The Elephant Pen, let me tell you about is a bone-chilling psychological thriller! I don’t know that it chilled my bones, but it certainly kept me on the edge of my seat even after having had little sleep the night before. The story begins during a rainstorm as an extreme Type “A” personality type (George Isaacs) suddenly enters, uninvited, a doctor’s (Larry Johnson) apartment as he is relaxing at home. This stranger carries a leather satchel, throughout the play, which he forbids the doctor to touch. Type A is charismatic and endearing in a psychopathic sort of way. The audience watches and waits as he makes himself at home—to the doctor’s extreme dismay— yet for some strange reason, the doctor cannot find the strength to throw this crazy man out. When he finally gets “the balls” to do so, the stranger again flips the script and threatens the doctor’s life. Although the audience anticipates a violent confrontation between this very crazy “White-ish” man with a satchel and this very reticent Black physician, the audience is kept in suspense: when will the crazy intruder reveal his intentions to harm this doctor, who seems incredibly passive despite seeming to hold the upper hand in body strength and position? Something’s holding him back. What is it? There is a hint of latent homosexuality on the part of the doctor who the stranger attempts to seduce. Then there is the issue of his Hippocratic oath to “first, do no harm.” But the underlying idea is suggested in the voiced over prologue at the opening of the play:
When a baby elephant is trained for the circus, they pound
an iron stake into the ground with an iron chain attached
and clamp the chain to one of the elephant’s ankles. He
cannot break free. With a fully grown behemoth, the same
procedure is followed. He will not break free, though he
easily has the capacity to do so—he will not, because the belief
that he cannot is still firmly imprinted.
The original script, written by Canadian playwright Étienne LePage has been adapted by Phillipe “Keb” Brochard and ably “Americanized” by Director Lissa Moira, who ingeniously cast a very muscularly built Black man, Larry Johnson, in the role of the doctor/elephant who has been trained not to respond to his own captivity. Although he lives in a secure little world, his steps are unsure even in his own private domain.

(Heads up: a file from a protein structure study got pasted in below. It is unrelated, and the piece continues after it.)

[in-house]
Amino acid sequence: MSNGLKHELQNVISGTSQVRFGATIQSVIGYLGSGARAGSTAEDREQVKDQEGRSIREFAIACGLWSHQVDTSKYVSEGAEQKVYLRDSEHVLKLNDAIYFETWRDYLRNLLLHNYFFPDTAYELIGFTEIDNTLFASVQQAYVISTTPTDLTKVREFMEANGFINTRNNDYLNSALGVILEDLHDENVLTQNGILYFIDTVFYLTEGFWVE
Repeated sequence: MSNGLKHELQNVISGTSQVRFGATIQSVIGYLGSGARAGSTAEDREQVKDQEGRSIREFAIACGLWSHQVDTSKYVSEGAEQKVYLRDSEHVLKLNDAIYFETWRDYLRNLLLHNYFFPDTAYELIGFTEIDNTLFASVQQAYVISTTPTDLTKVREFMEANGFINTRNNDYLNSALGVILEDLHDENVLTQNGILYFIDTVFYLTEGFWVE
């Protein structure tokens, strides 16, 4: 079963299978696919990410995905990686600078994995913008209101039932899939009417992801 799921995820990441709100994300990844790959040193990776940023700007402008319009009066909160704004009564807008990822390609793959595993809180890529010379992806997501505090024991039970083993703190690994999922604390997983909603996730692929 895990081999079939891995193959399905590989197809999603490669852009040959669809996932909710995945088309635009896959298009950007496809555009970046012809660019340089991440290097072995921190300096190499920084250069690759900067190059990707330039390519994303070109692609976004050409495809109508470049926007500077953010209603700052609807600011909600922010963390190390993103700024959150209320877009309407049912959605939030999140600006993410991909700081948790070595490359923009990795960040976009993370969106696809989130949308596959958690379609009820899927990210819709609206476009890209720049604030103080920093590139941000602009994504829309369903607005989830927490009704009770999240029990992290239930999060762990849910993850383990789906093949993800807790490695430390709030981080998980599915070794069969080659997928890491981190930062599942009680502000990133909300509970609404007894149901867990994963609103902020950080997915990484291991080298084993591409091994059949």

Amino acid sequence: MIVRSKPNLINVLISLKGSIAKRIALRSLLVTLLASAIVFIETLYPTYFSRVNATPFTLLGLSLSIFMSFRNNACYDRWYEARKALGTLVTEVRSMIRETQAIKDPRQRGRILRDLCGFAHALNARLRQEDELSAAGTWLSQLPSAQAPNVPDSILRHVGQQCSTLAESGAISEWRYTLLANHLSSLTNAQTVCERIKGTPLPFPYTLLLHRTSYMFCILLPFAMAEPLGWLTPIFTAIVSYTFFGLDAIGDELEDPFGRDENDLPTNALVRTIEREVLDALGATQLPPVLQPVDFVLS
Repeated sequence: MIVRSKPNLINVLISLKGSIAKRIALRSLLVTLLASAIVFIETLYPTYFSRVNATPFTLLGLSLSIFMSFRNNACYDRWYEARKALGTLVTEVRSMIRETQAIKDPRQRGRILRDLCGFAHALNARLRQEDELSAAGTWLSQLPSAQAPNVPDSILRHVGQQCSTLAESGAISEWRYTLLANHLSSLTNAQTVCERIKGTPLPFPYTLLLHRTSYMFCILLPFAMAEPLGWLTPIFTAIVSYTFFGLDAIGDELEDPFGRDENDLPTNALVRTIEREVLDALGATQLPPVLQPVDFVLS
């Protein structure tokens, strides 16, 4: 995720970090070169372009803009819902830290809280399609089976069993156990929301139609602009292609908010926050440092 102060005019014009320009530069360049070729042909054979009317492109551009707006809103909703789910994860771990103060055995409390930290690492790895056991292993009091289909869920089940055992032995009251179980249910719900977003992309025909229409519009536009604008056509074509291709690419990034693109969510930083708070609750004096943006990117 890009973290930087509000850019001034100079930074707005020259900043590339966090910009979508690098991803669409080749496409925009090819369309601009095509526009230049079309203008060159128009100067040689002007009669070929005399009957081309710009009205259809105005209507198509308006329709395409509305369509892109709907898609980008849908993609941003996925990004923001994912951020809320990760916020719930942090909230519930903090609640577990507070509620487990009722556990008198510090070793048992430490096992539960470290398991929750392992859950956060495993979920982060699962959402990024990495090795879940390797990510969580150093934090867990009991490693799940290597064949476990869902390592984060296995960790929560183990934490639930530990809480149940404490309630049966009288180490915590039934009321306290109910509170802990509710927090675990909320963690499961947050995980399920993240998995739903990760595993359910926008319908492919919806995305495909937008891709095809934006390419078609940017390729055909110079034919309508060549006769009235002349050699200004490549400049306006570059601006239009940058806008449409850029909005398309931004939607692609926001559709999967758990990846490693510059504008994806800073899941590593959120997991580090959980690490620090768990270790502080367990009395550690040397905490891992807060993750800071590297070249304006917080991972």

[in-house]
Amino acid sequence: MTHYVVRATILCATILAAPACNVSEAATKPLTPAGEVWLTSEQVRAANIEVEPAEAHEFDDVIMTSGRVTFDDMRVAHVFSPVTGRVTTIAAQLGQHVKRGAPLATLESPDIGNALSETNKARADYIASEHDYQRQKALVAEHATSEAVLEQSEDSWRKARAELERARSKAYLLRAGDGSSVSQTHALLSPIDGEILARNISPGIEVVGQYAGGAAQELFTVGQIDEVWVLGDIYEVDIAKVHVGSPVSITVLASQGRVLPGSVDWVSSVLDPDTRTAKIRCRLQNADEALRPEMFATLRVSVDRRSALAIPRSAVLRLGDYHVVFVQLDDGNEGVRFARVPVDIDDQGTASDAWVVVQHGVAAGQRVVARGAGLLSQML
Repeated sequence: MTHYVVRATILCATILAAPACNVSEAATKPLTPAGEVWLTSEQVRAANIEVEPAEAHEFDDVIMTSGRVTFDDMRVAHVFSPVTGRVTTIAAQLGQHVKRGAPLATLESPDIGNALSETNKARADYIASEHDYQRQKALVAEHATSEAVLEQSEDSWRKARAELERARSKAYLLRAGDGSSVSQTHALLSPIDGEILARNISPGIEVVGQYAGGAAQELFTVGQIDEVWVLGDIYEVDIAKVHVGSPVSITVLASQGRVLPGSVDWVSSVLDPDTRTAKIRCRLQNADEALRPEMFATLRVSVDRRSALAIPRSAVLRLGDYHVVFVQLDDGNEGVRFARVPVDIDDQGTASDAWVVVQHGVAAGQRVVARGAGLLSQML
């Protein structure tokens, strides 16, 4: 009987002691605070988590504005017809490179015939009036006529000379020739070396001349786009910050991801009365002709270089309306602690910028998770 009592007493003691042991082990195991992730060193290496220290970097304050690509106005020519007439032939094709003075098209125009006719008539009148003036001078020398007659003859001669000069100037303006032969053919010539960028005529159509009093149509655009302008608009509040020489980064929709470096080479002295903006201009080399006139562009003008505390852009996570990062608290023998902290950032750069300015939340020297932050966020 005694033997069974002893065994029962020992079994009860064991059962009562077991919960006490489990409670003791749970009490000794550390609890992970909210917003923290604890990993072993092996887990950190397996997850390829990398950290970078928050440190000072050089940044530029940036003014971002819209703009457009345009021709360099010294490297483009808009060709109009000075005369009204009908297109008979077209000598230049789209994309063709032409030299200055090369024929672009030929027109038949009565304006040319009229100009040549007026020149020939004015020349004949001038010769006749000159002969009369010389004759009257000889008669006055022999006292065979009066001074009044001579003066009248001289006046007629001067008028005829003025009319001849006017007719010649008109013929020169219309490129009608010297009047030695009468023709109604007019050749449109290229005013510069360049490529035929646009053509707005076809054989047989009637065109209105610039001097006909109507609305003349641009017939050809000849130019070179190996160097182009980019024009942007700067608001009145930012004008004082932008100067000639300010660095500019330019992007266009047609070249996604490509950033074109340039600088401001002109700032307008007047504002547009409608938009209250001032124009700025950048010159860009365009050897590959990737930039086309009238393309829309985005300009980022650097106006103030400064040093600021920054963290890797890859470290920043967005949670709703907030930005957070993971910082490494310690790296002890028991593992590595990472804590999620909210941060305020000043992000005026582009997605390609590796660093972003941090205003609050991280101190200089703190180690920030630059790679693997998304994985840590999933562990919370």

George Issacs, who speaks with a very slight Hispanic accent, plays the crazy intruder, a skinny, crazy “white” guy (he could easily fit into any of a dozen different ethnic types including Italian, Greek, Puerto Rican, Mexican, Jewish), who like a used car dealer, refuses to take “no” for an answer. Johnson’s bodybuilding physique forces the audience to question why he doesn’t just lift this crazy, annoying, pain-in-the-ass nut up off his feet and toss him and his leather satchel out the door. But the beauty of it is—he never does. Both the casting and the set design reveal an off-kilter world that exists in modern our time: Humankind has learned to deny who he/she is, their gut feelings, even when it’s fatal. Moira’s conception and direction reveal a depth that may or may not have been the playwright’s conscious intention, but she makes this play particularly relevant to the American audiences issues of racial and gender oppression—especially with regard to the recent highly publicized police shootings of unarmed Black citizens.
THE ELEPHANT PEN deserves an extended run and I hope it happens. The play is not for children, nor immature adolescents. Besides the slight homo-erotica, there is non-gratuitous frontal nudity totally appropriate to the action.
July 7 to July 17, 2016
Thursdays through Saturdays 8pm, Sunday 3pm
The Cabaret Theater (downstairs)
Theater for the New City
155 First Avenue
For more information call: (212) 254-1109 or visit: www.theaterforthenewcity.net